X-rays are a type of ionizing electromagnetic radiation similar to gamma radiation. They are distinguished based on their source: X-rays are emitted by electrons, while gamma rays are emitted by the atomic nucleus.
With properly functioning instrumentation and by following the correct safety precautions, the risk of radiation exposure when working with radiation producing devices is minimal. However, it is good to know the signs of an acute exposure to a localized area of the human body.
Be aware that these effects can be caused by contact with the beam for only a fraction of a second depending on what device you are using. Typical primary beam exposures are 100,000 to 400,000 rad per minute. The most common effect of large radiation exposure from an radiation producing device is reddening of the skin (erythema). With a dose of a few hundred rem, the superficial layers of the skin are damaged, and the skin will redden in a fashion similar but more complex than a sunburn. The erythema effect will most often reverse itself within a few weeks.
It is also possible that doses at this level could damage cell division which could temporarily stop hair growth and possibly causes hair loss. Hair growth should return with lower doses.
There could also be damage to the sebaceous glands that produces the oil of the skin, which could cause a temporary decrease in the amount of oil produced.
There are other less common and less transitory responses. If a large area is exposure to a large amount of radiation, there could be changes in the skin pigmentation. This effect may not be reversible and could result in permanent skin changes.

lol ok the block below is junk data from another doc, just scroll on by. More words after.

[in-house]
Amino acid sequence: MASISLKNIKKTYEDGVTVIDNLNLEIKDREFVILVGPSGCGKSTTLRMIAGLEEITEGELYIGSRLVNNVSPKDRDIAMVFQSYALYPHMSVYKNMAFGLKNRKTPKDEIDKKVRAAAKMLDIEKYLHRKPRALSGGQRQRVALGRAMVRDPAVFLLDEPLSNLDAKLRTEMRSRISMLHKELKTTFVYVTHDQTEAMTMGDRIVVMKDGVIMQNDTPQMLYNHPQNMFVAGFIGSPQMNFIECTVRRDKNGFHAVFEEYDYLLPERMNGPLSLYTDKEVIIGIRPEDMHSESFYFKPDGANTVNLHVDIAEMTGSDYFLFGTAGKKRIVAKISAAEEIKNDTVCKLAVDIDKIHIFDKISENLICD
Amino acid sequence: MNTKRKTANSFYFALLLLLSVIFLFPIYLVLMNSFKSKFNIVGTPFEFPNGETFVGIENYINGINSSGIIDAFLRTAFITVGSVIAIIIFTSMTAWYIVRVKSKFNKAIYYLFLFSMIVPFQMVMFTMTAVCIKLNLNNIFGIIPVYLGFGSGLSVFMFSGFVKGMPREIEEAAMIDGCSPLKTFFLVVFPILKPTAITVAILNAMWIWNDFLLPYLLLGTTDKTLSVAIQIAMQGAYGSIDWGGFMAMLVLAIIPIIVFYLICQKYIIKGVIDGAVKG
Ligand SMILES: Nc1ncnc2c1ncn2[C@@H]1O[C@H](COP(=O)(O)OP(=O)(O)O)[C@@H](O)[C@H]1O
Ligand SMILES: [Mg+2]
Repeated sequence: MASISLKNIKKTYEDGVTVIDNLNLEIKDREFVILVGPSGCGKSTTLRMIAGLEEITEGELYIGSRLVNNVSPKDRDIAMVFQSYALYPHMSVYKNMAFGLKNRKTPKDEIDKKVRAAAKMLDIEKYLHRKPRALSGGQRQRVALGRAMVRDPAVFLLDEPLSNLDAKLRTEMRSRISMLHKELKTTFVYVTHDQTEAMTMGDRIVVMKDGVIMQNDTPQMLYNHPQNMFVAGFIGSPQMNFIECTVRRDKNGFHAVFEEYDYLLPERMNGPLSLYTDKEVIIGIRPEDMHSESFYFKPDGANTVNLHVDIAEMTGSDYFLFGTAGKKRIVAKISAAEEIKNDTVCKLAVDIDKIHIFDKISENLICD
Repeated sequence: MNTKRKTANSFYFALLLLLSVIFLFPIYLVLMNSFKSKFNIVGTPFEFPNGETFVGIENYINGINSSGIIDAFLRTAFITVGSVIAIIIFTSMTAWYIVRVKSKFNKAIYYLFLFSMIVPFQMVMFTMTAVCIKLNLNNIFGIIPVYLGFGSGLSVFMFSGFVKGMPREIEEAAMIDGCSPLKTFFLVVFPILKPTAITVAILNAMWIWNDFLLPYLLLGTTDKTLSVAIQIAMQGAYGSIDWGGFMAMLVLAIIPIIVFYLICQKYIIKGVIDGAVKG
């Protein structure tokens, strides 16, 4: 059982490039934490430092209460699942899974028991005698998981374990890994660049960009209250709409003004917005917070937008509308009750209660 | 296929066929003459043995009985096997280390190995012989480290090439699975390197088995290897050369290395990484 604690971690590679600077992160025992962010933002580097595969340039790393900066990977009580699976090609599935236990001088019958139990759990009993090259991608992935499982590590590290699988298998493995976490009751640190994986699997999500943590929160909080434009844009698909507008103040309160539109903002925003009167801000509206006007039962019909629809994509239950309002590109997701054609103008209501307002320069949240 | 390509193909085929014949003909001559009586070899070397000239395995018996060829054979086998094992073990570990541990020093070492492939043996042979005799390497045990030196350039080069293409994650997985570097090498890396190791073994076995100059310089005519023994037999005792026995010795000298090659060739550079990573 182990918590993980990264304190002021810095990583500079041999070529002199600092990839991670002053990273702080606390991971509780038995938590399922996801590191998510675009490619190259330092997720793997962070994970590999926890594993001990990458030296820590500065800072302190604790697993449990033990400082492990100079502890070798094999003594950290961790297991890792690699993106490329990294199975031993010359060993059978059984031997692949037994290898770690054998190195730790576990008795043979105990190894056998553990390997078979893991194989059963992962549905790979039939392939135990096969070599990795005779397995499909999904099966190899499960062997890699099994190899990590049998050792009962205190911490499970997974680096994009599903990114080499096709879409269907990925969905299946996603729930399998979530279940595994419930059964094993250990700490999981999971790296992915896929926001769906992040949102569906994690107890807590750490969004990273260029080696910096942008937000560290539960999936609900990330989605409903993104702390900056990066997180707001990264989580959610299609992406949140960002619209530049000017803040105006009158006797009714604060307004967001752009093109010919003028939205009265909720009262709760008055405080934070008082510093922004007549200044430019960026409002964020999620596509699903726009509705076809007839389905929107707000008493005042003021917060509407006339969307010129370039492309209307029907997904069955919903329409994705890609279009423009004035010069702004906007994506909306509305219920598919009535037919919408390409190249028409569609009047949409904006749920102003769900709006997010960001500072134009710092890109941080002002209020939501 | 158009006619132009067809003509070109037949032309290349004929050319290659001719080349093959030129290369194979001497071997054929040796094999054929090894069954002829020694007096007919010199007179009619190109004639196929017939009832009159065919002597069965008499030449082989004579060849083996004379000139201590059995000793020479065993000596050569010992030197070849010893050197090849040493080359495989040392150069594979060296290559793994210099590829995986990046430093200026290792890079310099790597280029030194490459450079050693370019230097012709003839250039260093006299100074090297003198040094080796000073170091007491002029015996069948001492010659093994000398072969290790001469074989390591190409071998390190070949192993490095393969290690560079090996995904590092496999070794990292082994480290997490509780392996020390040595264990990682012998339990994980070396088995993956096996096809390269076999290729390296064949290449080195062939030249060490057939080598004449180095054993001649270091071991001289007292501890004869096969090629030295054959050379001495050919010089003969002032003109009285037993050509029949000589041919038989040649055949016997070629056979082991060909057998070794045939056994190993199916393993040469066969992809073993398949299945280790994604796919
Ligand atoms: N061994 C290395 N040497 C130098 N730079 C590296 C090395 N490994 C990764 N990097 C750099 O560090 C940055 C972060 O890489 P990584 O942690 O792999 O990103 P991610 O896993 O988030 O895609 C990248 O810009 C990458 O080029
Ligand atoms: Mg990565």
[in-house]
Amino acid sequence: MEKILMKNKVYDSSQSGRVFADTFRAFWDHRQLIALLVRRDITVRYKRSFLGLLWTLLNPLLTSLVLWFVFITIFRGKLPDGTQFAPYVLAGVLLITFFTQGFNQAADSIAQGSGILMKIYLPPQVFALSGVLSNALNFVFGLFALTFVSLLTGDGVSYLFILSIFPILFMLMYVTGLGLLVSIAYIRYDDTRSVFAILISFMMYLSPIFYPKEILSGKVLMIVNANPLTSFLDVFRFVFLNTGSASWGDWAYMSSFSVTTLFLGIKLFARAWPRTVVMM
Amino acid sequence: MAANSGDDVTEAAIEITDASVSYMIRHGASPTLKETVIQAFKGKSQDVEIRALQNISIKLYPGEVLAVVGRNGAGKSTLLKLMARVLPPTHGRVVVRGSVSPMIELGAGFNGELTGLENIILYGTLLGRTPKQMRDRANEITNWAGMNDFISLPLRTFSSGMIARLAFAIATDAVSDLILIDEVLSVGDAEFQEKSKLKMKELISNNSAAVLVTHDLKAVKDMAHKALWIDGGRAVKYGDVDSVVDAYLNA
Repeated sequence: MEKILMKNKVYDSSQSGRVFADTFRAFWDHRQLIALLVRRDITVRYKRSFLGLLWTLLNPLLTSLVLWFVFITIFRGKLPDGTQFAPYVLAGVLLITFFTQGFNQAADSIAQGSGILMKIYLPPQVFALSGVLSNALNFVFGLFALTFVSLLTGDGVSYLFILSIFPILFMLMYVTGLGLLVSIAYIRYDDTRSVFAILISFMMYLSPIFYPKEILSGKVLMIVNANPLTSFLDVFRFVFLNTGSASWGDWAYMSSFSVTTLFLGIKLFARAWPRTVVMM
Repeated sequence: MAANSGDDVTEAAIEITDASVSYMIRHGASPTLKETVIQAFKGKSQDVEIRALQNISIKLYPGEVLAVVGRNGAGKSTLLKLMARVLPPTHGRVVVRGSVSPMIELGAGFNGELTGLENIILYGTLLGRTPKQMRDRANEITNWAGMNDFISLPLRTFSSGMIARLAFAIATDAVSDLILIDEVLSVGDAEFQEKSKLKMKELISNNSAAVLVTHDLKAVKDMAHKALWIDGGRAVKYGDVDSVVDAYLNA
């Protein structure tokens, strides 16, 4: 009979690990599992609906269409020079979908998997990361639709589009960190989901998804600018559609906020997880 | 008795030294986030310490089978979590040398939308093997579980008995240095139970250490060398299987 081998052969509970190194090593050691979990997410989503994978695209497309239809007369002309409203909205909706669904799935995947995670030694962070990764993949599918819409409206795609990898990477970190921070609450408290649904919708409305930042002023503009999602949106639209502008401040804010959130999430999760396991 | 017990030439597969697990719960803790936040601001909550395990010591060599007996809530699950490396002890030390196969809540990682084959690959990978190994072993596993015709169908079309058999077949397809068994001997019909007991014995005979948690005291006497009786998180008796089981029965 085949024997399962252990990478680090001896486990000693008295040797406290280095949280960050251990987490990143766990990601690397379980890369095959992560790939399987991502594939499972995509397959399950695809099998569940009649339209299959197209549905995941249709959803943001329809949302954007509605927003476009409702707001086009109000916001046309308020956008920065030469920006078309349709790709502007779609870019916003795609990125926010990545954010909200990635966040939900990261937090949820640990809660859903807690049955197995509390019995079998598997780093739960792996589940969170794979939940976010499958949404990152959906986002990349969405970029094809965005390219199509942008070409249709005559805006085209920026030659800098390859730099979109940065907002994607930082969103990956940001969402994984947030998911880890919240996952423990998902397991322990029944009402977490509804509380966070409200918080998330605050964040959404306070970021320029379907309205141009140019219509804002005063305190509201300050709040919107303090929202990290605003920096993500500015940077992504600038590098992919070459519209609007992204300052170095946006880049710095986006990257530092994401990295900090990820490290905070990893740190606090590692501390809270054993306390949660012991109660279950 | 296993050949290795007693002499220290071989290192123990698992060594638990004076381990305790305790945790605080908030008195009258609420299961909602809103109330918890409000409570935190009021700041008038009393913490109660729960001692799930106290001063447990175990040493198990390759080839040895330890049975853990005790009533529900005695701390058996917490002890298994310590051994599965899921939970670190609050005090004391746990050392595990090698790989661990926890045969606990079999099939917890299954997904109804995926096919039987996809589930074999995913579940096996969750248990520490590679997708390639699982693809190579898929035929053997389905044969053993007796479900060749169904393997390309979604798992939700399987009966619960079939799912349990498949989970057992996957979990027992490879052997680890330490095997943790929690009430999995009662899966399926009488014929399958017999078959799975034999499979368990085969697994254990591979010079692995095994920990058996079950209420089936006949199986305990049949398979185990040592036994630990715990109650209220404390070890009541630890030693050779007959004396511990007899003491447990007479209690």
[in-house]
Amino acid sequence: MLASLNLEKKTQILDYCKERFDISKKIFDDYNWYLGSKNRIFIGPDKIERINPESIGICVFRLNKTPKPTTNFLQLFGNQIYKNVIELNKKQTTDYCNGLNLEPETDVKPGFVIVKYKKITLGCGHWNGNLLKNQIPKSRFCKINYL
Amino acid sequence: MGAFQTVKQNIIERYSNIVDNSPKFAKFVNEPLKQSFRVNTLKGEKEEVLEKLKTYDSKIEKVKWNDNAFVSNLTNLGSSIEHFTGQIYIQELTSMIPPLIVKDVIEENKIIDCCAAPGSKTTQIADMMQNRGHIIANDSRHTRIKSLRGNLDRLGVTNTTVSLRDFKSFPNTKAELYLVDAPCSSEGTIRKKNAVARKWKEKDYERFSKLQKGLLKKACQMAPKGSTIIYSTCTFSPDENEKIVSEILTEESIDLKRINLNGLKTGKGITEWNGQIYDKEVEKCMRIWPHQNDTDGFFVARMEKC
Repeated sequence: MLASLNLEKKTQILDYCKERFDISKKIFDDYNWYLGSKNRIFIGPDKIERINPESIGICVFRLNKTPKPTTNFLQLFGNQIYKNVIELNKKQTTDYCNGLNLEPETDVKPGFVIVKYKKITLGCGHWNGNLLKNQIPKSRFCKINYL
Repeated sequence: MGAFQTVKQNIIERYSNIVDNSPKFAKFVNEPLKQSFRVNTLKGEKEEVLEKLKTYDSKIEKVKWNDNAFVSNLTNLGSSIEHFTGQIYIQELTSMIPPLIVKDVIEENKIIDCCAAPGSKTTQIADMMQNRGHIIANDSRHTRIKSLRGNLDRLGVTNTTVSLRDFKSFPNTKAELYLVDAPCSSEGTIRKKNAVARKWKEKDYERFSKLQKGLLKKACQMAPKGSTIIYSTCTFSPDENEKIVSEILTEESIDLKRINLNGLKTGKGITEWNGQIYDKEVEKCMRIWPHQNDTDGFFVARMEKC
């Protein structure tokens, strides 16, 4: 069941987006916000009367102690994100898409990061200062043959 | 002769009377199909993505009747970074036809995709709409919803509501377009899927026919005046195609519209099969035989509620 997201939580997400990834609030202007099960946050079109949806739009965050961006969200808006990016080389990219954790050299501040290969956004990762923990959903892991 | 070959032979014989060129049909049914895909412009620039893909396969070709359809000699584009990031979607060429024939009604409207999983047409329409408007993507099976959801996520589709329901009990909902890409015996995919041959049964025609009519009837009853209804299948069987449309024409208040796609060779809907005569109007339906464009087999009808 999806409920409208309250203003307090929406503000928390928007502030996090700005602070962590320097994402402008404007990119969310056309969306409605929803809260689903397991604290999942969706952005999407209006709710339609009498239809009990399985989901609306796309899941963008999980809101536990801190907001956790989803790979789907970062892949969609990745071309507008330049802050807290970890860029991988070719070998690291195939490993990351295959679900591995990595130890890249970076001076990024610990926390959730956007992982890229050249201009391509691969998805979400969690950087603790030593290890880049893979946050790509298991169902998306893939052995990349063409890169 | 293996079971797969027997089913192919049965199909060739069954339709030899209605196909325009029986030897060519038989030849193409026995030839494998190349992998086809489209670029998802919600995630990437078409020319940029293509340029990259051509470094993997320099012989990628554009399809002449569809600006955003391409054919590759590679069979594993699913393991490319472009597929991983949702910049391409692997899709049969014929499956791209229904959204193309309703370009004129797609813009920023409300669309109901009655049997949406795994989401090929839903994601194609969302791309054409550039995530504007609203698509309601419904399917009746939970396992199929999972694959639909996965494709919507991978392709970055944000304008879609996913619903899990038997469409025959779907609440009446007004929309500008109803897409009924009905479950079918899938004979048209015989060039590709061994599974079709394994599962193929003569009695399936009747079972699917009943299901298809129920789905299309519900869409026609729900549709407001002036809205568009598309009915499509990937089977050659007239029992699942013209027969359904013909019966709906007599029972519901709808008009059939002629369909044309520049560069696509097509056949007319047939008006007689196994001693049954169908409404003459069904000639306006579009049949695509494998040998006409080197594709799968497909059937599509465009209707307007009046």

If the exposure is large, the transitory damage to the skin, skin hair, or sebaceous glands could cause skin scarring or lead to radiation dermatitis, chronic radiation dermatitis, or radiation induced skin cancer.
Unintended X-ray radiation exposure
If you think you have experienced an unintended or inappropriate X-ray exposure, contact the Office of Radiation Safety immediately.
An incident interview will need to be conducted and an incident report will need to be generated with the Office of Radiation Safety to determine the estimated unintended exposure. Besides the description of incident, your name, date and location, type of device, and estimated exposure will all be requested during the interview. The Office of Radiation Safety will then complete a dose estimate and let you know if there are any further actions needed.
Good Safety Practices
- Each laboratory should designate a primary responsible user for the radiation producing device. This person will be responsible for the interlock bypass keys, performing the alignments, and manufacturer required maintenance on the radiation producing device(s). This person will also coordinate calibrations, repairs, and modifications of the equipment with the company or manufacturer representative, when appropriate.
Radiation Protection Practices
- Time – The shorter the time spent around an radiation producing device, the lower the radiation dose. X-ray users should minimize their exposures to keep their occupational radiation dose As Low As Reasonably Achievable (ALARA).
- Distance – Radiation levels decrease significantly with increase in distance from the source of radiation. The use of distance is one of the easiest and most effective methods for radiation protection. X-ray users should try to maintain the greatest distance from the X-ray source as possible when working with devices.
- Shielding – Lead or concrete shielding can be used to reduce radiation levels when appropriate. Most devices have built-in shielding. Some will require additional shielding placed around the device or within the room.
To protect yourself from the radiation, consider the following potential sources of radiation exposure:
- The primary beam.
- Primary beam leakage
- Beam penetration through stops and shutters
- Secondary radiations from beam interaction of the primary beam with the sample or shielding
Radiation released from the diffraction of the beam